2In days to come the mountain of the Lordâ€™s house shall be established as the highest of the mountains, and shall be raised above the hills; all the nations shall stream to it.Â 3Many peoples shall come and say, â€œCome, let us go up to the mountain of theÂ Lord, to the house of the God of Jacob; that he may teach us his ways and that we may walk in his paths.â€ For out of Zion shall go forth instruction, and the word of theÂ Lord from Jerusalem.Â 4He shall judge between the nations, and shall arbitrate for many peoples; they shall beat their swords into plowshares, and their spears into pruning hooks; nation shall not lift up sword against nation, neither shall they learn war any more. Isaiah 2:2-4
My word: Instruction
Here’s something I wrote in 2018 as part of my Advent word-a-day exercise:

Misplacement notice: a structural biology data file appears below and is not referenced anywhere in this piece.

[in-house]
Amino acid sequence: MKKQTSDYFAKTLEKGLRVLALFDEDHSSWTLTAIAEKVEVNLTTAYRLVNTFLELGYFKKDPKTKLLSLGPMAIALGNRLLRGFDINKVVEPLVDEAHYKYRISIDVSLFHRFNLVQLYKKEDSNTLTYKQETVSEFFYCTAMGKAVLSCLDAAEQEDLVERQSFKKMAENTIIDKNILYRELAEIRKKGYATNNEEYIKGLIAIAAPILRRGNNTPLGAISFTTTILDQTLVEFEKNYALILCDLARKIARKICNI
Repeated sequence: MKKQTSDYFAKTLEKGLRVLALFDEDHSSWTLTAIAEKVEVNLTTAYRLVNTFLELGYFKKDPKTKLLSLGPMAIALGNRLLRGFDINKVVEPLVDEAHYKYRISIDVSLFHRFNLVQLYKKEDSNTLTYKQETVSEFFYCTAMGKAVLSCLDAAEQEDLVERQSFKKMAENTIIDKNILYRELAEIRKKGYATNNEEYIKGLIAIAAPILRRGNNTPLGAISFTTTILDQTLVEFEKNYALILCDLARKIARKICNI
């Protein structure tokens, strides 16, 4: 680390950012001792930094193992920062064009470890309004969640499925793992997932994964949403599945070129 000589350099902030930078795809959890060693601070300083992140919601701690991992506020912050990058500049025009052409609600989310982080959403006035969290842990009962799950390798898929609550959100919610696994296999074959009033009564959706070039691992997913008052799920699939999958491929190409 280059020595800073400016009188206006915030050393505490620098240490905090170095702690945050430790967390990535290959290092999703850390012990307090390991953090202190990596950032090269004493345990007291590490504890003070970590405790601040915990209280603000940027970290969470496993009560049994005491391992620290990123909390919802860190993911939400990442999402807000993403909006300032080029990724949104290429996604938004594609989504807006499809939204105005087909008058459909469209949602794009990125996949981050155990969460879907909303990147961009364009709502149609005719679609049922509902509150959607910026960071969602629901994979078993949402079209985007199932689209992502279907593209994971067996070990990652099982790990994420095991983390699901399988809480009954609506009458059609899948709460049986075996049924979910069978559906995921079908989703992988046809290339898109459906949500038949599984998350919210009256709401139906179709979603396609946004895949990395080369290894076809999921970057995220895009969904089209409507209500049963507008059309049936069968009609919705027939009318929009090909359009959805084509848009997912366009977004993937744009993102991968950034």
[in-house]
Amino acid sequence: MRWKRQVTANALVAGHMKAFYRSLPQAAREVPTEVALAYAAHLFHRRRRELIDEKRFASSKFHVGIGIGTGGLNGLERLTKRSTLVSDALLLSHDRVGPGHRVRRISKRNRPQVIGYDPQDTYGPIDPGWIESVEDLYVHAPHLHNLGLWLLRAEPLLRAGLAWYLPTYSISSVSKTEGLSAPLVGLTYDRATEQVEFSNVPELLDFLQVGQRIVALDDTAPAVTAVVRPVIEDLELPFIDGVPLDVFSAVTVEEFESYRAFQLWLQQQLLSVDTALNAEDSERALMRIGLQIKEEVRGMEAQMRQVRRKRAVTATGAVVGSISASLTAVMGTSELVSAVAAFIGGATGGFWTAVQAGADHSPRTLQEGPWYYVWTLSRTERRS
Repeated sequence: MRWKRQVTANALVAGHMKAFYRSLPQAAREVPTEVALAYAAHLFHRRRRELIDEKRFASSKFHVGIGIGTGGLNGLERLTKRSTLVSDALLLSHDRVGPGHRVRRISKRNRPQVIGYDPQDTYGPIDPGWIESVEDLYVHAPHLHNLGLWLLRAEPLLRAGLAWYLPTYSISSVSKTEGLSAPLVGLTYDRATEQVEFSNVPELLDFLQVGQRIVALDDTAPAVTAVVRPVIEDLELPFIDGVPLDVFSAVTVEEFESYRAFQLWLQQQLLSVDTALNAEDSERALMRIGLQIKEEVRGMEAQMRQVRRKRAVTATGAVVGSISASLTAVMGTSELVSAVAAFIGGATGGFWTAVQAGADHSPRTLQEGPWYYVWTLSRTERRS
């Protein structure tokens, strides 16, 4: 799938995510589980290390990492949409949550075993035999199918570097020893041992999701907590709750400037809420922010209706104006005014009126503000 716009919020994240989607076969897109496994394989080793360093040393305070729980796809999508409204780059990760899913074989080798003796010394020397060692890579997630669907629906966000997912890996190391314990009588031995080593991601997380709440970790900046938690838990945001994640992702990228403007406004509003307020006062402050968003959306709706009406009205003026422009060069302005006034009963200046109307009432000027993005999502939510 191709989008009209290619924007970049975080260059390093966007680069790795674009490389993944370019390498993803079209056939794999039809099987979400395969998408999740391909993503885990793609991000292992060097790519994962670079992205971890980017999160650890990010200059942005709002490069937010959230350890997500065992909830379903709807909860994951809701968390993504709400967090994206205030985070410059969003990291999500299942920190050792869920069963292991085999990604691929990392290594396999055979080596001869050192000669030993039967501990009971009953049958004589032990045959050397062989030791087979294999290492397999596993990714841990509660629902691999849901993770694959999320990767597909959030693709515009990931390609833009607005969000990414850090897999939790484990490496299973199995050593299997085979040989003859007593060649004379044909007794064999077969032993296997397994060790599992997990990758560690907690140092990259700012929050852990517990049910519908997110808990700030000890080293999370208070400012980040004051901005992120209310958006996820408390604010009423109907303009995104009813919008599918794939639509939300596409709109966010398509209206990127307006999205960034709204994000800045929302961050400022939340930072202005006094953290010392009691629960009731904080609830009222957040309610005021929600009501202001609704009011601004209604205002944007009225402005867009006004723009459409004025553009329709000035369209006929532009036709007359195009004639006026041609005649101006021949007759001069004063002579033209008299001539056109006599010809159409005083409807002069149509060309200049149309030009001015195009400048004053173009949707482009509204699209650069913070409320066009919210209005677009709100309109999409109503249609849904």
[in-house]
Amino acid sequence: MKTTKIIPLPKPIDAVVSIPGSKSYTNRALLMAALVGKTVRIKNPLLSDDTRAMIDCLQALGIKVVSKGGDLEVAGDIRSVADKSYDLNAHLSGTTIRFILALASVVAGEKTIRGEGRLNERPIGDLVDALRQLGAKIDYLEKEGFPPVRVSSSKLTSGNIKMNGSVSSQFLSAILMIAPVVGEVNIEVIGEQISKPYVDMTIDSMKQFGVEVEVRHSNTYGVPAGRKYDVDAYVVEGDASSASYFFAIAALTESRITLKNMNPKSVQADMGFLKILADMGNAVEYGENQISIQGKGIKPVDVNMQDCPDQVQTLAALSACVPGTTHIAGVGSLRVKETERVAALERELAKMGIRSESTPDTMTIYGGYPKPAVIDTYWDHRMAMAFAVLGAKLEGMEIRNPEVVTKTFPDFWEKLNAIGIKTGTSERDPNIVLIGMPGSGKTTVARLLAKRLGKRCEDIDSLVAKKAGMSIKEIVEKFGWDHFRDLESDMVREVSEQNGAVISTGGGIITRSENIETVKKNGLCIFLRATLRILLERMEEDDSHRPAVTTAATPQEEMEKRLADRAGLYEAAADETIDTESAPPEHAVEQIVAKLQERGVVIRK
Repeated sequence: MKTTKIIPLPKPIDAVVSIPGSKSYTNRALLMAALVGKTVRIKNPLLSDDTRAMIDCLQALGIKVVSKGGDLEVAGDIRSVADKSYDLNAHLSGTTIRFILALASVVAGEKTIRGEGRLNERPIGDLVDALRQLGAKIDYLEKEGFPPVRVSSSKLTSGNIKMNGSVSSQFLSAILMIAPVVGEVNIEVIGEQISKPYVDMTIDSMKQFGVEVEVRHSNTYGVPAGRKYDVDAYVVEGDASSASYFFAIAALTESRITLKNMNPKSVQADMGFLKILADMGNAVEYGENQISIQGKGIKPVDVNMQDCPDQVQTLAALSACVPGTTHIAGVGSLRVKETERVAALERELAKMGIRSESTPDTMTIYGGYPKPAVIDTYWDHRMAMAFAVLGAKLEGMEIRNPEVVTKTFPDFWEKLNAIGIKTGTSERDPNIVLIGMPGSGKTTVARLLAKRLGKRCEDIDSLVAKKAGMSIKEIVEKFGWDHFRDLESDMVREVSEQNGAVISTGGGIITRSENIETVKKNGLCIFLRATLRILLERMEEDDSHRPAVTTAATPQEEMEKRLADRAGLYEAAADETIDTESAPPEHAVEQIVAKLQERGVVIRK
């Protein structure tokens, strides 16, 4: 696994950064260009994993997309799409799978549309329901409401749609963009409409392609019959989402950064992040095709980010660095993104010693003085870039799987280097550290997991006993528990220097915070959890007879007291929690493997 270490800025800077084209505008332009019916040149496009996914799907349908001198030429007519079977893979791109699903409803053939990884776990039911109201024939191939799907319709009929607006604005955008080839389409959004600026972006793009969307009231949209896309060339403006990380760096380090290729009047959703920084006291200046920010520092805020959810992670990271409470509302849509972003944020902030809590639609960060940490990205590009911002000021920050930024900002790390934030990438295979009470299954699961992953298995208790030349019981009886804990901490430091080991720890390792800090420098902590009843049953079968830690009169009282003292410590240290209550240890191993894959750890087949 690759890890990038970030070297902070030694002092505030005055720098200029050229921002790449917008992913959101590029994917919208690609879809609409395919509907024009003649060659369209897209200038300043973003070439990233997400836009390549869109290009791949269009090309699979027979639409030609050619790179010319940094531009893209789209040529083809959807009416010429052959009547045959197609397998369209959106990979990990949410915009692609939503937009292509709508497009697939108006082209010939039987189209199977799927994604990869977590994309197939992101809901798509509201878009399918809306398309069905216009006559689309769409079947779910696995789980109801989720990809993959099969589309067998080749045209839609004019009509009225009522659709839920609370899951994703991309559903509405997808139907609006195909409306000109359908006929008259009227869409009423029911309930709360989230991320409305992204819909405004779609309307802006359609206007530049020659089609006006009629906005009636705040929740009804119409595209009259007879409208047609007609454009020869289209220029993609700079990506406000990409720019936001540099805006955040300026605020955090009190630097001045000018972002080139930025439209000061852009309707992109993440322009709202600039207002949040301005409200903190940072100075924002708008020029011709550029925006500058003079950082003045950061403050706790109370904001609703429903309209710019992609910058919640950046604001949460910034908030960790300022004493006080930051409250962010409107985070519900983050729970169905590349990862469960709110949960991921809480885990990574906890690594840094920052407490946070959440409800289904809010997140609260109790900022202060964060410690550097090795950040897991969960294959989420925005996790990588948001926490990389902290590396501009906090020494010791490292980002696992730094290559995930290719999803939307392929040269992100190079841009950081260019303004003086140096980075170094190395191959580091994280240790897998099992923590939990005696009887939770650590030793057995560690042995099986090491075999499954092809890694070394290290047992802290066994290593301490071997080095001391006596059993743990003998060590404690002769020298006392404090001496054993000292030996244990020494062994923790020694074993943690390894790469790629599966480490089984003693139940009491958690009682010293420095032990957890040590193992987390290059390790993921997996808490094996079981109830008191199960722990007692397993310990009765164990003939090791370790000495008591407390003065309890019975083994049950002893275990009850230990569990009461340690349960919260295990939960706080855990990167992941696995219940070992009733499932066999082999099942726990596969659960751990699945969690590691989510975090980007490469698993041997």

Do you know what I never read? The instructions. I loathe reading instructions when itâ€™s time to put something together or get a new electronic device going. I usually just dive in and figure it out and most of the time, I can do it without reading.
One exception to my no instructions rule: board games.
I read all the instructions for board games.
I want to know how to play the game correctly, ya know? And I will fight you if you try to lead us in the wrong direction because you didnâ€™t read the instructions and you donâ€™t know what you are talking about.
Regardless of whether I like them or not, the instructions are available for a reason. Very often, taking the time to read them makes assembly, set-up, or play of game easier, faster, and less frustrating.
The Word of God, as it comes to us in scripture, is different than board game instructions, of course. Itâ€™s a little more nuanced, requires a bit more interpretation, was written in ancient languages, has a complicated and important context, often has layers of meaning, and hopefully is inspired in a way that board game directions usually are not.
And yet, as we read the words of scripture, noticing what they say and donâ€™t say, interpreting their meaning well, learning how we might apply them to our current context and lives, we very often find gracious guidance and inspired instruction for living and loving.